It was a long and wildly exciting fight, but one that Syracuse Crunch enforcer >Brandon Sugden was doomed to eventually lose. The evolution of his sport carries a mean punch, and it finally tagged Sugden on the jaw Thursday.
Sugden, the gap-toothed, grinning face of Syracuse hockey for more than three seasons, announced his retirement from the Crunch and his withdrawal from the NHL chase. The brawler was betrayed by his own sport, which wants to phase out the blood-thirsty cravings of its fans that he satisfies.
“It (retirement) happens to everyone some time in their career. You have to know when it’s enough,” Sugden said Thursday. “I would like to say when it’s enough, rather than have someone say it for me.”
The thing is, Sugden, 28, was sort of tapped on the shoulder and shown the door. He had played in only 11 games this season – and then just for a couple of shifts in each.
Sugden made his debut with the Crunch just four seasons ago, but in hockey terms, that era might as well have been the ice age.
Fighters were still a vital part of the game, sent out to level revenge against opponents who took liberties against skill players.
With the sport’s priorities switching to breezy, open offensive games the last two seasons, enforcers became as relevant as an old pylon.
Fighting is still allowed, but coaches who dress forwards who can’t chip in offensively or on special teams are shortening their own bench.
“With all the power plays and penalty kills, you have to be able to contribute in one of those two facets,” said Crunch coach Ross Yates.
Sugden understands this, and praised Yates for his encouragement and support. But he can’t grasp why his contributions to the game had to go out of style so abruptly.
“I hate what they’re doing to hockey,” Sugden said. “I just think it’s a boring game now. You have to have the fear on the ice. You have to know if you do something cheap, it’s going to get dealt with.”
Sugden said opposing players started to mock him for his role.
“I’m the guy that everybody chirps at. When I start to beat guys up, (they say), ‘Hey, have you even gotten a shift tonight?”’ Sugden said. “It makes me miserable.”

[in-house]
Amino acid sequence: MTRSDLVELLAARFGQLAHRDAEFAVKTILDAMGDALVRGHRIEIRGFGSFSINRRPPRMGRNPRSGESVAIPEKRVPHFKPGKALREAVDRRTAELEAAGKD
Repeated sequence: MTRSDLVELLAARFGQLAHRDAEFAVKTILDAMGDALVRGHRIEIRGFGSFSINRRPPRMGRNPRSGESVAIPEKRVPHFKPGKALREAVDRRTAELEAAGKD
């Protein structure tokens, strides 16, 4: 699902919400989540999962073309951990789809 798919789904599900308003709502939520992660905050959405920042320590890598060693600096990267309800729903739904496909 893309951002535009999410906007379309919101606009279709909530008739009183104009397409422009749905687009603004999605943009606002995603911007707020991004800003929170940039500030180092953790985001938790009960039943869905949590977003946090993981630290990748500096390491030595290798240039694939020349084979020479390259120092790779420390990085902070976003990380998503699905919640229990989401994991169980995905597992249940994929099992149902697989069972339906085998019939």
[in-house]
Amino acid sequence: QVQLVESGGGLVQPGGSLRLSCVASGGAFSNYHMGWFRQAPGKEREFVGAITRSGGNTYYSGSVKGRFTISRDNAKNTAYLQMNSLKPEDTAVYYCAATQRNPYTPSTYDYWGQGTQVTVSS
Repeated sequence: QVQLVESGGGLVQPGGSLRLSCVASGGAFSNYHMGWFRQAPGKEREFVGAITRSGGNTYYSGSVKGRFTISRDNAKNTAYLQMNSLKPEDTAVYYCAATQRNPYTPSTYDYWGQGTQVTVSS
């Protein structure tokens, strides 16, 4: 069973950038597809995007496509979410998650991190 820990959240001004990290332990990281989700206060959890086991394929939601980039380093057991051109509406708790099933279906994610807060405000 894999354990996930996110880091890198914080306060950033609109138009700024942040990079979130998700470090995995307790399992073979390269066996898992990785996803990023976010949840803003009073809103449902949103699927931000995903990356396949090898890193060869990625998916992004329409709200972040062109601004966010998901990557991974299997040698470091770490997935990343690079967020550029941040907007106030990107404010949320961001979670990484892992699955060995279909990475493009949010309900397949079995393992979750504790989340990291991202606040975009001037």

Sugden decided a few days ago that he’d had enough. On Thursday morning he told Yates, who said he was surprised. Yates said he asked Sugden if he wanted more time to think about it, but Sugden said no.
Sugden then met with his teammates and told them he thought his dream of reaching the NHL is over, and that he’s done. Sugden said he and each player exchanged hugs.
“I was more misty than I think I’ve ever been in this arena,” Sugden said.
“It’s weird that part of the game is kind of disappearing, and jobs are disappearing with it,” said teammate Darcy Verot.
“Most people covet having a job at this level. To walk away from it, he must have had strong feelings. I think everybody knows in the back of their mind, you’re not going to play forever. Whenever that happens in front of your eyes, it’s a jolt.”
Sugden is looking into playing semi-pro hockey in Canada, but he said he and his family – his wife, Crystal, who is pregnant, and 10-year-old son Anthony – might continue to live here almost year-round.
In Sugden’s heart, Syracuse has gone from a last-chance haven to a home. Sugden battled alcoholism and drug use earlier in his career, and when the Columbus organization took a chance on him in 2003 he was almost certainly looking at his final opportunity.
Sugden embraced it, becoming the muscle of the team on the ice and its personable image at dozens of goodwill appearances.
“That’s what makes the decision extra hard,” Sugden said. “People (out-of-towners) say, ‘Oh, Syracuse, it (stinks).’ But I love it. People in this city have a heart of gold.”
That sort of support system gave Sugden a security blanket to tuck in among the personal items he threw into a trash bag and hauled out of the War Memorial on Thursday.
“You never know how you’re going to feel,” he said of his career change. “Right now, I feel as at peace with myself as I have all season.”